The decision to join Brisbane's AFLW program is one a former south-west teacher-turned-elite football coach doesn't regret.
Earlier this year Paul Henriksen, who taught at Terang College for 18 years, finally accepted Lions coach Craig Starcevich's offer to come onboard.
Starcevich had posed the question of Henriksen the past two seasons but because of the previous overlap between his AFL and VFL roles with the Lions, he wasn't able to commit.
The former educator arrived at Brisbane in December 2016, when he left his teaching job to head north and become an AFL development coach under newly-appointed Lions mentor Chris Fagan.
Prior to that he had impressed as coach of Vic Country and Geelong Falcons' junior sides.
Since then Henriksen has fulfilled many roles with the Lions' male programs - he is currently head of development - but at the moment he is focused on the women and their quest for a second flag.
As the side's defensive coach, he is in charge of one of the strongest back lines in the league, which will be put to the test in a preliminary final against Adelaide on Friday night.
Henriksen is excited for the challenge against the most successful AFLW club in history.
"It's what you play footy for really, isn't it at any level?" he told The Standard.
"The girls have been training really well and had the week-off (after) beating Richmond two weeks ago and now have the big challenge of Adelaide footy club on Friday night at Metricon.
"There's a lot of history there between the two clubs, there's a long history there over the seven seasons - a couple of grand finals against each other and a lot of finals footy, so we're under no illusions. It'll be a tough test against the Crows."
Due to the Gabba being out of action for cricket, the minor premiership-winning Lions have been forced to play three of their past five matches at Gold Coast's Metricon Stadium.
In a good sign for their chances of progressing, all three games have been wins, highlighted by a 22-point victory against the Crows in round eight. While it's not exactly the home-ground advantage they are entitled to, Henriksen has faith the side can deliver on Friday.
"The ground holds no fears for us and the style of footy that we love to play," he said.
"We're looking forward to it and it's a home state final. It's not a home ground final as such but we've had success on that ground over the last five-to-six weeks."
In his short time with the female program, Henriksen has noticed similarities and differences between mentoring the men but is adamant he has benefited from the "good change of scenery".
"It's just different because you can always feel that you can add value to the program," he said.
"You have to coach a little bit differently, in terms of how you do it and what information (you give).
"But they have a real hunger, they are unbelievably hungry for more knowledge and the more that you can give them the more they thrive on it.
"It's really put a vibrancy in my coaching and it's giving me a chance to grow and we talk a lot about that at our footy club and that's not just players, it's got to be coaching staff as well."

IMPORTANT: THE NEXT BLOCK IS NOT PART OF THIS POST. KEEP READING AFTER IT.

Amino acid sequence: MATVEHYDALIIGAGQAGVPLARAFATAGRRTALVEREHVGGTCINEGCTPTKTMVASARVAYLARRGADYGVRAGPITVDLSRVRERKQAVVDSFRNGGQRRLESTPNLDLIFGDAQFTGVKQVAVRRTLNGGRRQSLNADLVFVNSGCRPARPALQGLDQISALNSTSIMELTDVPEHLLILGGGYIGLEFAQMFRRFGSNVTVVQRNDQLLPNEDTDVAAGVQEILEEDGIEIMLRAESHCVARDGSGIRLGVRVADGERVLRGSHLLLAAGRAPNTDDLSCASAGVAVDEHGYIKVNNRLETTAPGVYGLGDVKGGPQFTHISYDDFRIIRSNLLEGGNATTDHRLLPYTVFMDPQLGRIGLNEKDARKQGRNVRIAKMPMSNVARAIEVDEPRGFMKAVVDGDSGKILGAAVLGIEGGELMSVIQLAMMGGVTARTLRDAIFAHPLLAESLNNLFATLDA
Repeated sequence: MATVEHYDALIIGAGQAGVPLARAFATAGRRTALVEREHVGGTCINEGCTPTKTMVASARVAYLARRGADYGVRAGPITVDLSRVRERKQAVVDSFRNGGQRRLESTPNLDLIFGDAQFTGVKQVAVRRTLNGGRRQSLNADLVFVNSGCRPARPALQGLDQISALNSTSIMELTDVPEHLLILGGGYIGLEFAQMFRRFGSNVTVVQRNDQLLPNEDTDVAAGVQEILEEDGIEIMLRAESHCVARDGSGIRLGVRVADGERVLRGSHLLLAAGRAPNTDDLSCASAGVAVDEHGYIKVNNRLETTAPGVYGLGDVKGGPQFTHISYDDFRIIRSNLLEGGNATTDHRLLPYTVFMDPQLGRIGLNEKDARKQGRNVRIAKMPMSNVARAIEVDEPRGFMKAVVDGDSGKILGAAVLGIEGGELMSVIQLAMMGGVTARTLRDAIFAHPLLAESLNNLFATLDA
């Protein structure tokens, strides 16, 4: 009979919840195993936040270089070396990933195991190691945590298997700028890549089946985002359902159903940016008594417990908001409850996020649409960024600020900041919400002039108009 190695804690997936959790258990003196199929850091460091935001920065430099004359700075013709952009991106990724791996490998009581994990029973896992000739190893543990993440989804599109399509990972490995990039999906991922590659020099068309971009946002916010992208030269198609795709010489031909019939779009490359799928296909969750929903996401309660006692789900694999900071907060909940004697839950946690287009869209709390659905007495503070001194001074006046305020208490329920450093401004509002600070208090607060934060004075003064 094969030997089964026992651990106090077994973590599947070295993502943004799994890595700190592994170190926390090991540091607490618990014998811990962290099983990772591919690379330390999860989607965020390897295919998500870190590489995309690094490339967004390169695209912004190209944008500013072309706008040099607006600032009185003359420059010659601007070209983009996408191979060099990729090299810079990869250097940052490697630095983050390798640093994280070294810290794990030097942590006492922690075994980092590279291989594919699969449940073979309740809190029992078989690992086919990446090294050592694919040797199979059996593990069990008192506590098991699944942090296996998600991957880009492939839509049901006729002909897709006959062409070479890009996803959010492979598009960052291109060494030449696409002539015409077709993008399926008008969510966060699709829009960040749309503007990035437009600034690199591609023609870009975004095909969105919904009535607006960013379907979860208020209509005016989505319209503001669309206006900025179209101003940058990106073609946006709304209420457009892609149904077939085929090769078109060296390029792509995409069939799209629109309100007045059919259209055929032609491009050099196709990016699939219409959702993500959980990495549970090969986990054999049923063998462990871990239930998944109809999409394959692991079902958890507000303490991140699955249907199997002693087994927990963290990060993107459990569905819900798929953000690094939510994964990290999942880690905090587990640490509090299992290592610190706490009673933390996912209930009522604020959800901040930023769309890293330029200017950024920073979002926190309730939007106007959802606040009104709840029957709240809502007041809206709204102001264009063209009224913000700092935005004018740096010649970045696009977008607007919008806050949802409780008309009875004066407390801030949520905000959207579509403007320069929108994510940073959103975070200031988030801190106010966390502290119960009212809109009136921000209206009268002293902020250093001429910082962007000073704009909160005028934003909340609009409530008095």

It's really put a vibrancy in my coaching and it's giving me a chance to grow and we talk a lot about that at our footy club and that's not just players, it's got to be coaching staff as well.- Paul Henriksen
Although his time with the Lions has coincided with a successful period for the club's men's, women's and VFL sides, it hasn't all been smooth-sailing for the ex-Falcons leader.
In 2020, when COVID-19 put the AFL season on hold for more than two months, Henriksen was one of the many staffers around the league who were stood down until it returned.
Rather than sit around with little to do, he decided to reconnect with his teaching roots and spent four weeks at a school in outback Queensland.
Henriksen looks back fondly on the adventure, saying it was "great at the time".
"It was a great experience to get out there and just learn a lot from different people," he said.
"We had teachers there who had come from Sudan and you just learned a lot of life experiences during that time, like a lot of people made in 2020."
He may not be a teacher - in the traditional sense anymore - but Henriksen has found similarities between coaching and his original trade.
He regularly corrects people who say he's left the profession.
"I actually am teaching still, it's just perhaps not in the typical classroom," he said.
Six years on from his move to the sunshine state, Henriksen still has a strong affection for the south west - the area where he was born and bred.
Soon enough he'll be back home for a much-needed holiday.
"We've got a caravan and we put that in at Surfside (caravan park) for three weeks or so we're looking forward to getting back down there in December and January over the Christmas-New Year period," he said. "I always put the caravan in there down there at Lake Pertobe. I always get home as much as I can. I love getting home, I miss home at times."
Should Brisbane defeat Adelaide on Friday, the Lions will face the winner of North Melbourne versus Melbourne in the decider.
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Matt is a sports journalist at The Standard.
Matt is a sports journalist at The Standard.
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